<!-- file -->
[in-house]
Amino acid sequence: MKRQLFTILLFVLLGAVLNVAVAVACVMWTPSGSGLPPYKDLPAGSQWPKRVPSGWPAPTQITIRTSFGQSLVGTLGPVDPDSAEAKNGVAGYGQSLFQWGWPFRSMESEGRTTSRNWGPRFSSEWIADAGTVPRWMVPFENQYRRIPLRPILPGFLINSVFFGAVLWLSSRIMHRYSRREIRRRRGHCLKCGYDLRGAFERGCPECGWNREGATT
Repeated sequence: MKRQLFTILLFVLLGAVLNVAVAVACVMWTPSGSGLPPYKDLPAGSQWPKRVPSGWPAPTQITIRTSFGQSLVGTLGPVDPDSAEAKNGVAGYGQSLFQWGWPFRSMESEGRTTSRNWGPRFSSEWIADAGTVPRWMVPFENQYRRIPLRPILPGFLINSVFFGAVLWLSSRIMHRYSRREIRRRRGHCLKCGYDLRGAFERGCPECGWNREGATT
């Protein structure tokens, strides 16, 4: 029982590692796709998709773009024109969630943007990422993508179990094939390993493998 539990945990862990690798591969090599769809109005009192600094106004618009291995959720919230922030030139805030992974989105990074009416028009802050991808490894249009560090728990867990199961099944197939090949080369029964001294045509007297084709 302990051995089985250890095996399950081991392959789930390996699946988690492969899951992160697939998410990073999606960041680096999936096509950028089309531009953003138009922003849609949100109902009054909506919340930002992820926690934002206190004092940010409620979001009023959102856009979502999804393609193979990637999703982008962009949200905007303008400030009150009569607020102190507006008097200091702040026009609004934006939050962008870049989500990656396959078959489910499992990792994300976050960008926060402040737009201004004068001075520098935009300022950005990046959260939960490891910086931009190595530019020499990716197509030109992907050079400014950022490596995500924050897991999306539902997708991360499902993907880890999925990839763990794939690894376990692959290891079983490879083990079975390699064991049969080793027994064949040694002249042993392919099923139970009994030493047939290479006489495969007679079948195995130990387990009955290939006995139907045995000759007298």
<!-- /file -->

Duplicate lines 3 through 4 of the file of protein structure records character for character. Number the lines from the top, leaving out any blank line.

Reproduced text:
Repeated sequence: MKRQLFTILLFVLLGAVLNVAVAVACVMWTPSGSGLPPYKDLPAGSQWPKRVPSGWPAPTQITIRTSFGQSLVGTLGPVDPDSAEAKNGVAGYGQSLFQWGWPFRSMESEGRTTSRNWGPRFSSEWIADAGTVPRWMVPFENQYRRIPLRPILPGFLINSVFFGAVLWLSSRIMHRYSRREIRRRRGHCLKCGYDLRGAFERGCPECGWNREGATT
């Protein structure tokens, strides 16, 4: 029982590692796709998709773009024109969630943007990422993508179990094939390993493998 539990945990862990690798591969090599769809109005009192600094106004618009291995959720919230922030030139805030992974989105990074009416028009802050991808490894249009560090728990867990199961099944197939090949080369029964001294045509007297084709 302990051995089985250890095996399950081991392959789930390996699946988690492969899951992160697939998410990073999606960041680096999936096509950028089309531009953003138009922003849609949100109902009054909506919340930002992820926690934002206190004092940010409620979001009023959102856009979502999804393609193979990637999703982008962009949200905007303008400030009150009569607020102190507006008097200091702040026009609004934006939050962008870049989500990656396959078959489910499992990792994300976050960008926060402040737009201004004068001075520098935009300022950005990046959260939960490891910086931009190595530019020499990716197509030109992907050079400014950022490596995500924050897991999306539902997708991360499902993907880890999925990839763990794939690894376990692959290891079983490879083990079975390699064991049969080793027994064949040694002249042993392919099923139970009994030493047939290479006489495969007679079948195995130990387990009955290939006995139907045995000759007298």